Well, you are posting just for the sake of arguing.

I'm saying the same about you.

454447415244 wrote:
If you read well, you will see that this is what he wrote:

I'm making a website where users can login/register.


So it's about logging-in and not about storing messages.

If you read well you'll notice that he doesn't mention the secure storage of the passwords anywhere and that his code doesn't even include passwords, only usernames. Usernames are information usually displayed, if there are users there will probably be information stored for them that will be displayed. You got your question answered why he wanted it, you answered the wrong question, he got some extra information, now be happy and shut it.

</EndOf>


Simply. You shut it. Not me!
Quit trying to be the thread moderator.
You're trying to talk instead of the OP thinking you're defending him/his ideas.
The OP post after yours has proved me right.




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RE: Base64 in Database


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Posted on 04-06-09 14:36
454447415244 wrote:
Simply. You shut it. Not me!
Quit trying to be the thread moderator.
You're trying to talk instead of the OP thinking you're defending him/his ideas.
The OP post after yours has proved me right.


Oh noooo, tragedy strikes as the possibility comes up that you just don't respond to something that doesn't need responding to anyhow.
You asked why he wanted it, I answered, you got your answer, I've even said that even though you answered something wrong the extra information is somewhat relevant and might be of interest. But let's just continue to ignore any point where we might agree as that'd make it difficult for you to excuse you being upset and throwing a tantrum over what I write.
Yes, you got me, my biggest dream is to be this thread's moderator. I've been wanting that since I was a little child and I'm living out all my fantasies now that the opportunity came along. I don't know what I will do with my life now that you're on to me.
The OP's post after mine hasn't proven you right in any way. Holy balls! The OP doesn't really know how these things work and doesn't know the difference between a hash and an encryption. It's only natural that he'd ask about it if it's been brought up. It's different forms of security that's been mentioned now, the OP probably doesn't even distinguish between those when someone says that something's less secure than something else.

Now go ahead, answer it so you won't have to commit suicide over the shame of not posting a response. And let's just leave it at that.


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RE: Base64 in Database

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Posted on 04-06-09 15:26
http://php-ids.org/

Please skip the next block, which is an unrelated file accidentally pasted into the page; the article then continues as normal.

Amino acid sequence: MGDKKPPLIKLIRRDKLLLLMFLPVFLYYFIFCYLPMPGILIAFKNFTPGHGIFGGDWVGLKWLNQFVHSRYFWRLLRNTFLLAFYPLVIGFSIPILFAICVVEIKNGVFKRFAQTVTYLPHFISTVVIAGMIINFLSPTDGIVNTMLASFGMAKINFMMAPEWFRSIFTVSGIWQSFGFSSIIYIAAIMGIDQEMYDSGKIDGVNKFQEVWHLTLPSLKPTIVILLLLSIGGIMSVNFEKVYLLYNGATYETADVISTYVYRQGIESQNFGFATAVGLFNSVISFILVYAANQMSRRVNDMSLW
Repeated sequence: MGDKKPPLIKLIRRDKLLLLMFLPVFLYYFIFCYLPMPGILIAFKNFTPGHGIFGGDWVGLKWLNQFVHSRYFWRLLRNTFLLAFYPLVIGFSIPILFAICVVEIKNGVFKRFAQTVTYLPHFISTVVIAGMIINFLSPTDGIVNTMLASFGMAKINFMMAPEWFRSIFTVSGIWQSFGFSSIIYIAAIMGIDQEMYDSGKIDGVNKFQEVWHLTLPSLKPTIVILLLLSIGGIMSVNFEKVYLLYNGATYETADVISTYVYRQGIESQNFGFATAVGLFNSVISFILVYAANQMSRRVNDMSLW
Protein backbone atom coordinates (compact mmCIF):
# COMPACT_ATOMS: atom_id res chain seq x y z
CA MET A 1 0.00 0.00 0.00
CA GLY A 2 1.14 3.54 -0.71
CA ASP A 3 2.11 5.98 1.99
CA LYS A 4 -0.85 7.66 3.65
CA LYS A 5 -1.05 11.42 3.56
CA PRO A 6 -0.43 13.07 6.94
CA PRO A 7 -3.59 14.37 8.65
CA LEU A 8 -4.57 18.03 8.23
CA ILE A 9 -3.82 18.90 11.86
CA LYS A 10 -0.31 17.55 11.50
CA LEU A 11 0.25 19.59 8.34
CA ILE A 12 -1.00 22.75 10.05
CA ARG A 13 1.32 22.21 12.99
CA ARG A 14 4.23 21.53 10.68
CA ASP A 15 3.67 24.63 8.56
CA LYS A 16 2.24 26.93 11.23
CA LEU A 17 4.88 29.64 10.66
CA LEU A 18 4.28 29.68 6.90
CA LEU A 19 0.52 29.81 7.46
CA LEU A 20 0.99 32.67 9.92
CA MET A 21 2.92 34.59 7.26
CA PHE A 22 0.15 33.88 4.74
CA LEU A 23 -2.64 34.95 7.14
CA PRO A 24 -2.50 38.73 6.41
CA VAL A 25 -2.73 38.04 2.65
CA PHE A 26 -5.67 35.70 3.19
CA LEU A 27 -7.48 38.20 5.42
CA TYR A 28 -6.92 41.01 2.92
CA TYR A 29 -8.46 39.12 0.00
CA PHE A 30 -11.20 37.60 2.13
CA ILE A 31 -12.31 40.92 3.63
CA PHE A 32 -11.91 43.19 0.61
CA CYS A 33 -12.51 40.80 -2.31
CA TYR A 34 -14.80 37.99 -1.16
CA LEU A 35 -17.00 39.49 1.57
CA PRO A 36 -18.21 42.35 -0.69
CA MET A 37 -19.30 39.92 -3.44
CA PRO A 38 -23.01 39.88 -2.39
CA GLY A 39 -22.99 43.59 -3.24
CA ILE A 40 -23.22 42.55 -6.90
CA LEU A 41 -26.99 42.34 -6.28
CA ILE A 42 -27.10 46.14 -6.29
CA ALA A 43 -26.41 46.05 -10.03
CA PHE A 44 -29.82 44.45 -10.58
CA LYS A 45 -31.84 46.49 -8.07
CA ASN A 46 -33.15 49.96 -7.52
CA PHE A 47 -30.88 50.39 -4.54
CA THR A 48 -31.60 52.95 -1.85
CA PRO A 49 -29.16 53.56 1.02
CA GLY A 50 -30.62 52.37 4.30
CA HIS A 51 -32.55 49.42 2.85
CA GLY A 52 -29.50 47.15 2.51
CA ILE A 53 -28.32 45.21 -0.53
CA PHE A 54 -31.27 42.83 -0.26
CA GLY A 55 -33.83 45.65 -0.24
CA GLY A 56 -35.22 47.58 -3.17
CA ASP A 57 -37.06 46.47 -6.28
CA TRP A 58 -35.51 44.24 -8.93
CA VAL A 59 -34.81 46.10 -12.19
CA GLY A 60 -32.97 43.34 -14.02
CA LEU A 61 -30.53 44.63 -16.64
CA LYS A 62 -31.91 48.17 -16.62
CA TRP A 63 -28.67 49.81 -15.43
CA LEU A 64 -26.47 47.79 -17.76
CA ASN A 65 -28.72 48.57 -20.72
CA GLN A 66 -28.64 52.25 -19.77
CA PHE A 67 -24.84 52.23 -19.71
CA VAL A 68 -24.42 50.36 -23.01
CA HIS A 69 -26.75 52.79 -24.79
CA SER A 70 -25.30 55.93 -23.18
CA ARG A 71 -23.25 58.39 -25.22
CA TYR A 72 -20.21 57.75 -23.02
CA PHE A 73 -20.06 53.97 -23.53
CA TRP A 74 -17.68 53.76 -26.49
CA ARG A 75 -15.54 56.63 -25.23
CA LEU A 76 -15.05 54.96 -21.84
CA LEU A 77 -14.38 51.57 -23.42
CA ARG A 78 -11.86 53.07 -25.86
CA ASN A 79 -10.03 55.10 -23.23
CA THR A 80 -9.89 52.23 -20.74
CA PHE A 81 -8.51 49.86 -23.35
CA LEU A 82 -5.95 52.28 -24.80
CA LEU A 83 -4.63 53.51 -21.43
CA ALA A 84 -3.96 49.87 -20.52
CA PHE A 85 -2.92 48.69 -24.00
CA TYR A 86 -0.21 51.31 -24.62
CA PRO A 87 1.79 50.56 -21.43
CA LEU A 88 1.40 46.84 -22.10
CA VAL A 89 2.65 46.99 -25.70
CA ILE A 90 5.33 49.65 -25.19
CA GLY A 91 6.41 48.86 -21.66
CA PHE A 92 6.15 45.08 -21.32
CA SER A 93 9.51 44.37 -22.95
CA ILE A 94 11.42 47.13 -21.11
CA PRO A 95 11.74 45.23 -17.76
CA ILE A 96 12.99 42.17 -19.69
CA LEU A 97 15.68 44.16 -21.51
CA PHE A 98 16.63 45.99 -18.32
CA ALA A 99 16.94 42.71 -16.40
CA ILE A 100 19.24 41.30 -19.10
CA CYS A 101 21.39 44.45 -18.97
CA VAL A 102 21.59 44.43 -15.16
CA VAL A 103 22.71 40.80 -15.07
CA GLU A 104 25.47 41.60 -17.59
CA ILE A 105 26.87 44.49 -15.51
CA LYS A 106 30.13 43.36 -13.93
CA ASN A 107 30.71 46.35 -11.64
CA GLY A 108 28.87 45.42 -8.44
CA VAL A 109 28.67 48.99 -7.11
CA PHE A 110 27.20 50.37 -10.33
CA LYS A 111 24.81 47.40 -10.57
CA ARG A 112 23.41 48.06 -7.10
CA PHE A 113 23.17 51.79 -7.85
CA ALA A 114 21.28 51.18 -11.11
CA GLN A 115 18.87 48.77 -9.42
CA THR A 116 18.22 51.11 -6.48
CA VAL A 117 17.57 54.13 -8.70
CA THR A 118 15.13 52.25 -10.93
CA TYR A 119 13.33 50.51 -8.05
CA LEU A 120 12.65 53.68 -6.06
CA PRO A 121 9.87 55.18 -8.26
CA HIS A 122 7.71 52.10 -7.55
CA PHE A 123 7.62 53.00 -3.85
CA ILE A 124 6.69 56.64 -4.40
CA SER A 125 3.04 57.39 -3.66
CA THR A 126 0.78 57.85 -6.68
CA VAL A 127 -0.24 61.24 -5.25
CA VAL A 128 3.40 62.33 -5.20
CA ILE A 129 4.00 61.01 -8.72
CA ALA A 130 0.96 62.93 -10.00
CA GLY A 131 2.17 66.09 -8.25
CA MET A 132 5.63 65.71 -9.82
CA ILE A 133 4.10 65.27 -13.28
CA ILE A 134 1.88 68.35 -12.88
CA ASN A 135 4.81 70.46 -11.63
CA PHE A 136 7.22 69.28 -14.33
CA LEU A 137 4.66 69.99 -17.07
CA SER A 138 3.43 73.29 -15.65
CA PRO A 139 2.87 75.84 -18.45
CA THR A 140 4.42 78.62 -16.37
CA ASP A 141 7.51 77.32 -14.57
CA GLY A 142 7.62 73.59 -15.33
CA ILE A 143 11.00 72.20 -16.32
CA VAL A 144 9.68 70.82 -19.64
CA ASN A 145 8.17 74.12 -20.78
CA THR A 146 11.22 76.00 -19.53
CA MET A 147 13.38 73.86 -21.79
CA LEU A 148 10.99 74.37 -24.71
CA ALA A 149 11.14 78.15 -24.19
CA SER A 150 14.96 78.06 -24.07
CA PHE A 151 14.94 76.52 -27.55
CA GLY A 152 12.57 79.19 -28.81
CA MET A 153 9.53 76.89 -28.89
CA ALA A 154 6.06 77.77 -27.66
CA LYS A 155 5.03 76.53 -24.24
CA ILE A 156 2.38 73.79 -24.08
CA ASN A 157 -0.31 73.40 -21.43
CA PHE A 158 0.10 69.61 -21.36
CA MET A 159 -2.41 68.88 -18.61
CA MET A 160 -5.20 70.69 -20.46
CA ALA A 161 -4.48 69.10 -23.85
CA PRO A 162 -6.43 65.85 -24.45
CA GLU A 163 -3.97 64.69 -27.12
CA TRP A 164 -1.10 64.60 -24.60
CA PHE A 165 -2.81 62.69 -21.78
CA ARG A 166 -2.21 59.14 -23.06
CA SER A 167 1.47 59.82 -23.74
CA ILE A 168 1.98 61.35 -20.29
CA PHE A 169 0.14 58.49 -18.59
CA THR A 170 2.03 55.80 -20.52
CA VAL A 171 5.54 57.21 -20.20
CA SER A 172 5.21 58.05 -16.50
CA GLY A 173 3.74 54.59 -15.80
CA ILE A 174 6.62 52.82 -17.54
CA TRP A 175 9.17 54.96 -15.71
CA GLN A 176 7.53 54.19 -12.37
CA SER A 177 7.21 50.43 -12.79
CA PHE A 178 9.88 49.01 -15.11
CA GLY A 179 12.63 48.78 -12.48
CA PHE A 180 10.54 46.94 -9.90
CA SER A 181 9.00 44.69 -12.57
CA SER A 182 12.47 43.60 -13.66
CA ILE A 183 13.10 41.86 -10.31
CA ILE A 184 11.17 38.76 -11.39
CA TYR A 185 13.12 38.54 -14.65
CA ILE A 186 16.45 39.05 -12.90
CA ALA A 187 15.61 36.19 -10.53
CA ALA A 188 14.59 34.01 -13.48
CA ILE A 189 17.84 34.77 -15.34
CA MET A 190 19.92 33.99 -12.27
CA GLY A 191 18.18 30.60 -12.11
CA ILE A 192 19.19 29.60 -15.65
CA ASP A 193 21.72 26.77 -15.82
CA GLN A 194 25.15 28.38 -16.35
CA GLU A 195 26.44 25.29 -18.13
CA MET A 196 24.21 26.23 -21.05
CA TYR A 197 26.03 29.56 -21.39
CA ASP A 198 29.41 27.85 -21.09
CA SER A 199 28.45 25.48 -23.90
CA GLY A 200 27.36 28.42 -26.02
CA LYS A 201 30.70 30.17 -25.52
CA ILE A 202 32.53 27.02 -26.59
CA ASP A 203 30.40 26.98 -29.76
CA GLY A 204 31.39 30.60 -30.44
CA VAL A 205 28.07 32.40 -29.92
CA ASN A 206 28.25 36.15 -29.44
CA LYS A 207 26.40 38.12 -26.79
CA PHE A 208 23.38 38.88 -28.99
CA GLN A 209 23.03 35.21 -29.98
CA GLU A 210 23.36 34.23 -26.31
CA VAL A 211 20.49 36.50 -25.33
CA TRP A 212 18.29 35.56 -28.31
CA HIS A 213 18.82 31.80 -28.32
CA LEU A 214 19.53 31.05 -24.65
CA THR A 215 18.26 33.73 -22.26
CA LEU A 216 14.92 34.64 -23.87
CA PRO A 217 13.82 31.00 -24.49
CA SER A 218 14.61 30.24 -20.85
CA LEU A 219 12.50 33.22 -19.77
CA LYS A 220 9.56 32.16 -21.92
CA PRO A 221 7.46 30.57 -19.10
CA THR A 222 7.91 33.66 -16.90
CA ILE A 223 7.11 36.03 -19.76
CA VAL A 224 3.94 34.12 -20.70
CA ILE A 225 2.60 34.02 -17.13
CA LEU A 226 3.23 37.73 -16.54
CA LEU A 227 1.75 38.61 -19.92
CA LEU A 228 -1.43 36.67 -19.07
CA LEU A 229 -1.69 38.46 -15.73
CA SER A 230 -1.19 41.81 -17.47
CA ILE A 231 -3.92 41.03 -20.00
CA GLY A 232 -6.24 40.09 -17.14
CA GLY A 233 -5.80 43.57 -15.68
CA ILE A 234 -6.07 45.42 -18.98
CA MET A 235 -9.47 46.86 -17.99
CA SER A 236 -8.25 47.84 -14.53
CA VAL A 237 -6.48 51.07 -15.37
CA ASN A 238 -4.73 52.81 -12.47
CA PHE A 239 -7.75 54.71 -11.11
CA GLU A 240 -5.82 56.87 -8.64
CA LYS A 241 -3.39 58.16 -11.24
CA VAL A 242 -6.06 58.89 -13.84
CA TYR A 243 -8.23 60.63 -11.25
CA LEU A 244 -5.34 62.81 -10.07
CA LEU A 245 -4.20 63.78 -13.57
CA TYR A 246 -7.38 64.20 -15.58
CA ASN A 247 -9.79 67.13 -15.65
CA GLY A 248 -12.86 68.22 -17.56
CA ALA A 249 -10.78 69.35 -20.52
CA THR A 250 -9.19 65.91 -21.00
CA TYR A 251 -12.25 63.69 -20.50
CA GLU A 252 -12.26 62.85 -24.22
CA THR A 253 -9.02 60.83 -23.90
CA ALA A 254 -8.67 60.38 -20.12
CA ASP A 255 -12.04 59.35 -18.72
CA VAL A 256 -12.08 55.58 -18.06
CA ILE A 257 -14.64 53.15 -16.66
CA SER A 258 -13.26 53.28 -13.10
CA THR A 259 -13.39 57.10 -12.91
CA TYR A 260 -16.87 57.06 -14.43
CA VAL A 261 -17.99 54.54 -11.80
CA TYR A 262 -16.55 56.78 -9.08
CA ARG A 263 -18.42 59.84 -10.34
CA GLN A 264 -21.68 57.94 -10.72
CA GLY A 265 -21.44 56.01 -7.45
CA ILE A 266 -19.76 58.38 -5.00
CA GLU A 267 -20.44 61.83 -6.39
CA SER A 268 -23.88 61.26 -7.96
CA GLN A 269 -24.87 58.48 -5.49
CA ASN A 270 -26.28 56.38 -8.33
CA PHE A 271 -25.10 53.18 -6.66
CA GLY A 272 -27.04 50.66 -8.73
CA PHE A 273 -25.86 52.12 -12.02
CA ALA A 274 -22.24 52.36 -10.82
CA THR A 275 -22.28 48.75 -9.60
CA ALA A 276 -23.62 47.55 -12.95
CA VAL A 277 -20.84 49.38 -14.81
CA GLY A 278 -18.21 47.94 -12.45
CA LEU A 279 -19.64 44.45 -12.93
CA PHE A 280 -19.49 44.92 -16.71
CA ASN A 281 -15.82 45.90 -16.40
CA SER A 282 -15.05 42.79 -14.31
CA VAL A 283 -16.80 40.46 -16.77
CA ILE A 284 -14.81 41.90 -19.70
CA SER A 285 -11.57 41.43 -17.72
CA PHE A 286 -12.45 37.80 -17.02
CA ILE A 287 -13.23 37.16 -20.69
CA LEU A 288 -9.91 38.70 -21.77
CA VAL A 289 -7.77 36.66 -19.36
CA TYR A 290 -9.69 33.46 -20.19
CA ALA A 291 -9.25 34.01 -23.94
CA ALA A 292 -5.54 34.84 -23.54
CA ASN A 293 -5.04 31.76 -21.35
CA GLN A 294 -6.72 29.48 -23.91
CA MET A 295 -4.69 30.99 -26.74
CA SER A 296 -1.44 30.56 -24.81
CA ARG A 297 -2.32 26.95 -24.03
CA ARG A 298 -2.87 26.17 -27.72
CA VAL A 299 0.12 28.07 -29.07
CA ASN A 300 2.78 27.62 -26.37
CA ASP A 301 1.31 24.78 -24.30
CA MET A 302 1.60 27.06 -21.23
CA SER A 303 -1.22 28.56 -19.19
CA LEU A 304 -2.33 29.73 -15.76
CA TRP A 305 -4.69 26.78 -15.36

img507.imageshack.us/img507/3580/spynewsig3il1.png
"The chowner of property." - Zeph
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but it is suicidal for nations in the long term.
- Carl Sagan
[center]�Since the grid is inescapable, what were the earlier lasers about? Does the corridor have a sense of humor?� - Ebert[/ce
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RE: Base64 in Database


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Posted on 04-06-09 16:11
I have now this function :

Code
function check($input)
{
   $chars = array('`', '~', '!', '#', '$', '%', '^', '(', ')', '=', '+', '[', ']', '\\', ';', '\'', ',', '/', '{', '}', '|', ':', '"', '<', '>', '?', ' ');
   $repl = array('');
   $input = str_replace($chars, $repl, $input);
   return $input;
}




So inputs like "<script>alert(document.cookie)</script>" and "' or '1=1--" wont work. Maybe I can send the data SHA-encrypted? Don't know if it is really more secure to store data not-encrypted?

@spyware: Thx for the link, I will take a look at it :D


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RE: Base64 in Database


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Posted on 04-06-09 16:24
MH-IA wrote:
Don't know if it is really more secure to store data not-encrypted?

It's not necessarily a question of safety for the site, but to protect the integrity/anonymity of the users. Let's say that your site is breached in a way that they can acquire the contents of the user/pass table. In that scenario if they are hashed with something really secure then odds are that the person can't get their passwords through it even though he has a list of the hashes.
If they're plaintext on the other hand, then he just has to look at it to know what it is they're using.


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RE: Base64 in Database


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Posted on 04-06-09 16:35
When I store the data SHA encrypted and I have to echo the username of someone, how can I do that? There is no function to decrypt sha.. I can store the data normal and sha encrypted, but I don't think that has any effect


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RE: Base64 in Database

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Posted on 04-06-09 16:41
MH-IA wrote:
When I store the data SHA encrypted and I have to echo the username of someone, how can I do that? There is no function to decrypt sha.. I can store the data normal and sha encrypted, but I don't think that has any effect


SHA is a hashing algorithm. it is not reversible. You need to use an encryption method (base64 for example) to be able to reverse it.

Why do you need to encrypt the username anyways?


Just ask Yahoo!Taboo! http://www.erikwestlake.com